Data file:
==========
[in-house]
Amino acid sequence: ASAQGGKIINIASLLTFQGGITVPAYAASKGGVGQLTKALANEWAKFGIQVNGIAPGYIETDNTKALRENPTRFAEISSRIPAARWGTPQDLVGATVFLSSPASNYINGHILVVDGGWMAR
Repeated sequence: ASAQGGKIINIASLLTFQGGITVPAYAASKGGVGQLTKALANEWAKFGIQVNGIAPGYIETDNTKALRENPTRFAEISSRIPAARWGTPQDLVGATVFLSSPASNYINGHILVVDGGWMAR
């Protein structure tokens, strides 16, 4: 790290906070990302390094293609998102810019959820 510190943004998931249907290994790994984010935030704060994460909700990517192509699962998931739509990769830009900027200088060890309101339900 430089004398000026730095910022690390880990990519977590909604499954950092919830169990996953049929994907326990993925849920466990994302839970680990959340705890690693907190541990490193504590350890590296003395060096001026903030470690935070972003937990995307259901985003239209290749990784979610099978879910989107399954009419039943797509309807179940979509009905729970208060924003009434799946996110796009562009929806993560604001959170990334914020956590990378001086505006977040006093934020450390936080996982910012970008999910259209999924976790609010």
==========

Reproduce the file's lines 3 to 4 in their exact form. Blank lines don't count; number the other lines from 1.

Repeated sequence: ASAQGGKIINIASLLTFQGGITVPAYAASKGGVGQLTKALANEWAKFGIQVNGIAPGYIETDNTKALRENPTRFAEISSRIPAARWGTPQDLVGATVFLSSPASNYINGHILVVDGGWMAR
């Protein structure tokens, strides 16, 4: 790290906070990302390094293609998102810019959820 510190943004998931249907290994790994984010935030704060994460909700990517192509699962998931739509990769830009900027200088060890309101339900 430089004398000026730095910022690390880990990519977590909604499954950092919830169990996953049929994907326990993925849920466990994302839970680990959340705890690693907190541990490193504590350890590296003395060096001026903030470690935070972003937990995307259901985003239209290749990784979610099978879910989107399954009419039943797509309807179940979509009905729970208060924003009434799946996110796009562009929806993560604001959170990334914020956590990378001086505006977040006093934020450390936080996982910012970008999910259209999924976790609010």